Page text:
Large users are finding that their data communication needs are growing at a rate of 67 percent per year, and the wrong decision now could mean by as early as 1988 these organizations could be bandwidth starved, while paying more for data networking, according to the Yankee Group. "Innovate in data communications or die," warns Howard Anderson, managing director of the Boston-based market research firm.

Choosing the right datacomm gear to get the job done can be part of the solution to insuring access to information. Unfortunately, the number of products and services being offered to solve data communications problems are increasing to the point where the selection process becomes an additional problem. A look at the growth in this area things won't be changing soon.

Leased Lines Transmission Mode of Choice

In a survey of data communications market trends done by Newton-Evans Research Company on current and planned usage of available technologies, leased lines were found to be the transmission mode of choice. Leased lines dominate the data transmission scene, representing about 70 percent of the data communications (transmission) investment among companies surveyed. The Ellicot City, Maryland-based firm notes a trend to decrease the reliance on private lines. By 1987, those surveyed expect leased lines to account for only about 53 percent of the total investment.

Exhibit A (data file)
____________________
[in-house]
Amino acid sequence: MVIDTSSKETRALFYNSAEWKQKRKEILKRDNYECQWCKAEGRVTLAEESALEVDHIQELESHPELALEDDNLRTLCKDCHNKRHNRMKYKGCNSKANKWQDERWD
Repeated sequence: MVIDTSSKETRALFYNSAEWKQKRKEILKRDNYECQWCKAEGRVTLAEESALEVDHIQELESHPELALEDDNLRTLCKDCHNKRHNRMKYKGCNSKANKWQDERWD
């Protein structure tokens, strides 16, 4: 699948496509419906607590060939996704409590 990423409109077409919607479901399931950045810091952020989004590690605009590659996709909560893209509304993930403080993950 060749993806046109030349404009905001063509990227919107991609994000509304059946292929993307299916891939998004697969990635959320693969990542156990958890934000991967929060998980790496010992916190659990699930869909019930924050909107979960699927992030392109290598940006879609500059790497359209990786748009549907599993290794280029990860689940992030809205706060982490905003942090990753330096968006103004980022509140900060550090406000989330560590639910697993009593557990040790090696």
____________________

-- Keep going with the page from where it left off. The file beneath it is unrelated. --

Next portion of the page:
Dial-up lines (switched lines) accounted for about 21 percent of the transmission investment among the organizations responding. By 1987, respondents believe that dial-up lines will account for over 18 percent of the budget.

The use of value-added networks (VANs) will reportedly increase to more than twice the current level of usage, according to the survey. Currently, VANs account for about 5.4 percent of the data communications budget among firms that responded. By 1987 VANs are expected to account for about 11.4 percent of the data communications budgets within these firms.

The use of satellite services is also expected to grow significantly over the 1984 through 1987 period. While currently representing less than one percent of the datacomm budget within the companies participating in the survey, the level is expected to increase to a level of more than seven percent.

Microwave links account for about three percent of the datacomm budget and will increase to about 8.6 percent of the budget of this group of companies, Newton-Evans reports.

This group of survey respondents indicated that equipment accounted for about 45 percent of the data communiations budget. Datacomm services accounted for another 35 percent while staff resources consumed 20 percent of the budget.